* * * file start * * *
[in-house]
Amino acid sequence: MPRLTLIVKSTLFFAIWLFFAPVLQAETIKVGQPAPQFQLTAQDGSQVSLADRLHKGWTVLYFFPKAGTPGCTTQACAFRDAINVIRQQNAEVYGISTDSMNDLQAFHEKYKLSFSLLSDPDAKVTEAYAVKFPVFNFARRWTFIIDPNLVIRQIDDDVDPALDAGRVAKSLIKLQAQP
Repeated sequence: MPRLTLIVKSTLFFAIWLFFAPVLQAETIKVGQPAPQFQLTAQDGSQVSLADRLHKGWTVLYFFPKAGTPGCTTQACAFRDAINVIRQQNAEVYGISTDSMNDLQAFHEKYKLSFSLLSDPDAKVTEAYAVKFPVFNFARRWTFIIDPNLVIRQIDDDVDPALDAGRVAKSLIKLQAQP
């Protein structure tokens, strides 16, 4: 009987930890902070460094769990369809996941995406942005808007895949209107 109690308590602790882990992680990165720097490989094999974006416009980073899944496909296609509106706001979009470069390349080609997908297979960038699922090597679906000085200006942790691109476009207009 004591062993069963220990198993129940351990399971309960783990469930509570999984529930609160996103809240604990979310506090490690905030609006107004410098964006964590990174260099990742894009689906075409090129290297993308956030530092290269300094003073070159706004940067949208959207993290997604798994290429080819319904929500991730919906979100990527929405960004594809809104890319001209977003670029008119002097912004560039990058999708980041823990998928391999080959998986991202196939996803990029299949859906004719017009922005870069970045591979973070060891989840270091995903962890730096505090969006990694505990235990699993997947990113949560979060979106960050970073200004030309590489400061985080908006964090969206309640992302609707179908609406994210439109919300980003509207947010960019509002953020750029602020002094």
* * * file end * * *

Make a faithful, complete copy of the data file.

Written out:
[in-house]
Amino acid sequence: MPRLTLIVKSTLFFAIWLFFAPVLQAETIKVGQPAPQFQLTAQDGSQVSLADRLHKGWTVLYFFPKAGTPGCTTQACAFRDAINVIRQQNAEVYGISTDSMNDLQAFHEKYKLSFSLLSDPDAKVTEAYAVKFPVFNFARRWTFIIDPNLVIRQIDDDVDPALDAGRVAKSLIKLQAQP
Repeated sequence: MPRLTLIVKSTLFFAIWLFFAPVLQAETIKVGQPAPQFQLTAQDGSQVSLADRLHKGWTVLYFFPKAGTPGCTTQACAFRDAINVIRQQNAEVYGISTDSMNDLQAFHEKYKLSFSLLSDPDAKVTEAYAVKFPVFNFARRWTFIIDPNLVIRQIDDDVDPALDAGRVAKSLIKLQAQP
């Protein structure tokens, strides 16, 4: 009987930890902070460094769990369809996941995406942005808007895949209107 109690308590602790882990992680990165720097490989094999974006416009980073899944496909296609509106706001979009470069390349080609997908297979960038699922090597679906000085200006942790691109476009207009 004591062993069963220990198993129940351990399971309960783990469930509570999984529930609160996103809240604990979310506090490690905030609006107004410098964006964590990174260099990742894009689906075409090129290297993308956030530092290269300094003073070159706004940067949208959207993290997604798994290429080819319904929500991730919906979100990527929405960004594809809104890319001209977003670029008119002097912004560039990058999708980041823990998928391999080959998986991202196939996803990029299949859906004719017009922005870069970045591979973070060891989840270091995903962890730096505090969006990694505990235990699993997947990113949560979060979106960050970073200004030309590489400061985080908006964090969206309640992302609707179908609406994210439109919300980003509207947010960019509002953020750029602020002094």